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age limit American attendance average become better bill boys called cause census cent certificates Chairman Child Labor Committee child labor law civilization club compulsory education conference Consumers cotton mill duty early effect effort eight employed employees employment enforcement engaged England establishment fact factory factory inspector fifteen five force four fourteen girls give given hand House human ignorant illiterate important increase industry interest League legislation Legislature manufacturers measure meeting moral National Child Labor night opportunity organization parents passed period permits physical population practical present progress protection public schools question reason representing responsibility result Secretary secure sixteen social society South Carolina Southern street things tion trades twelve wages women workers York young
Página 15 - That woman's physical structure and the performance of maternal functions place her at a disadvantage in the struggle for subsistence is obvious. This is especially true when the burdens of motherhood are upon her. Even when they are not, by abundant testimony of the medical fraternity continuance for a long time on her feet at work, repeating this from day to day, tends to injurious effects upon the body, and, as healthy mothers are essential to vigorous offspring, the physical well-being of woman...
Página 31 - The two sexes differ in structure of body, in the functions to be performed by each, in the amount of physical strength, in the capacity for long-continued labor, particularly when done standing, the influence of vigorous health upon the future well-being of the race, the self-reliance which enables one to assert full rights, and in the capacity to maintain the struggle for subsistence. This difference justifies a difference in legislation and upholds that which is designed to compensate for some...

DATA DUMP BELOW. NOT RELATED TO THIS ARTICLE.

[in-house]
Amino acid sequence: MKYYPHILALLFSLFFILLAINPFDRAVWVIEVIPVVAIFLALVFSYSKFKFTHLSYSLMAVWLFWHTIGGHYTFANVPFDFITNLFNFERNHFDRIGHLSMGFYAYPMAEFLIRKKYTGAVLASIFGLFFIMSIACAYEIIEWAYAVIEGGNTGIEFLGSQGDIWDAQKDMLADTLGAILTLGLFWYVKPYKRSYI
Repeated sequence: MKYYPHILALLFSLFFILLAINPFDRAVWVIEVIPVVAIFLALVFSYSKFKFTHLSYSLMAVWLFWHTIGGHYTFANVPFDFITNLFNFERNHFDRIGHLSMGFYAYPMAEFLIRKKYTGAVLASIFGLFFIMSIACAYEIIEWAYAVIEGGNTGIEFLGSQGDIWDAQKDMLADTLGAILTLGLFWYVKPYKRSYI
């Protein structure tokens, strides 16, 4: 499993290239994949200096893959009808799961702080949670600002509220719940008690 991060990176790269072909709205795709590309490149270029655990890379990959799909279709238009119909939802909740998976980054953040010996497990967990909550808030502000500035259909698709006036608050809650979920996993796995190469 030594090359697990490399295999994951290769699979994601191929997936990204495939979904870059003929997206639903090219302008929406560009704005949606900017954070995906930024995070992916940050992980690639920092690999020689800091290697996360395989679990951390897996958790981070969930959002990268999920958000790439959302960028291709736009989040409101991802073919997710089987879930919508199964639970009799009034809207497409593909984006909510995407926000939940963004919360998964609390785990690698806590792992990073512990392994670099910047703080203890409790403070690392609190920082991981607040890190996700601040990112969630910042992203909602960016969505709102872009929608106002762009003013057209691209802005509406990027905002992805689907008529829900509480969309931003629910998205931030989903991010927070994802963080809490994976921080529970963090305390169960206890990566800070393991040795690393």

Página 130 - No child under fourteen years of age shall be employed, permitted or suffered to work in or in connection with any factory, workshop, mine, mercantile establishment, store, business office, telegraph office, restaurant, hotel, apartment house, or in the distribution or transmission of merchandise or messages. It shall be unlawful for any person, firm or corporation to employ any child under fourteen years of age in any business or service...
Página 109 - Aid the dawning, tongue and pen; Aid it, hopes of honest men ; Aid it, paper — aid it, type — Aid it, for the hour is ripe, And our earnest must not slacken Into...
Página 22 - ... would have been non-existent for us. Without the circumstances of infancy we might have become formidable among animals through sheer force of sharp-wittedness. But, except for these circumstances, we should never have comprehended the meaning of such phrases as " self-sacrifice " or
Página 54 - ... canvass, as to the number of children, ten to fifteen years of age, engaged in particular industries. From that we learn (census bulletin 69) that three out of ten operatives in southern cotton mills are from ten to fifteen years of age. This takes no account of a quite appreciable number of children under ten so employed.
Página 161 - The most beautiful sight that we see is the child at labor ; as early as he may get at labor, the more beautiful, the more useful does his life get to be.
Página 70 - ... is too costly ; therefore, if there is one child on a mountain top too far from the district school to attend regularly, a teacher is sent to live in the home of that child for ten months, and is paid for the entire twelve months. The state recognizes the right of the child to an education, and of the teacher to a living wage. In the South, we expect a woman to go into a state of coma two or three months of each year, as we pay only for the months she actually works. And here let me sound my...
Página 61 - ... Considering the white population alone, the percentage of illiterates in the South Atlantic division in 1870 was 23.5, and this had been reduced to 11.5 per cent in 1900. In the South Central states the percentages were 23.4 in 1870 and n.8 per cent in 1900. For the United States the percentages were 11.5 in 1870 and 6.2 in 1900. The South, despite the reductions made, is still in point of average literacy behind all the other sections of the Union, and far behind such countries of Europe as...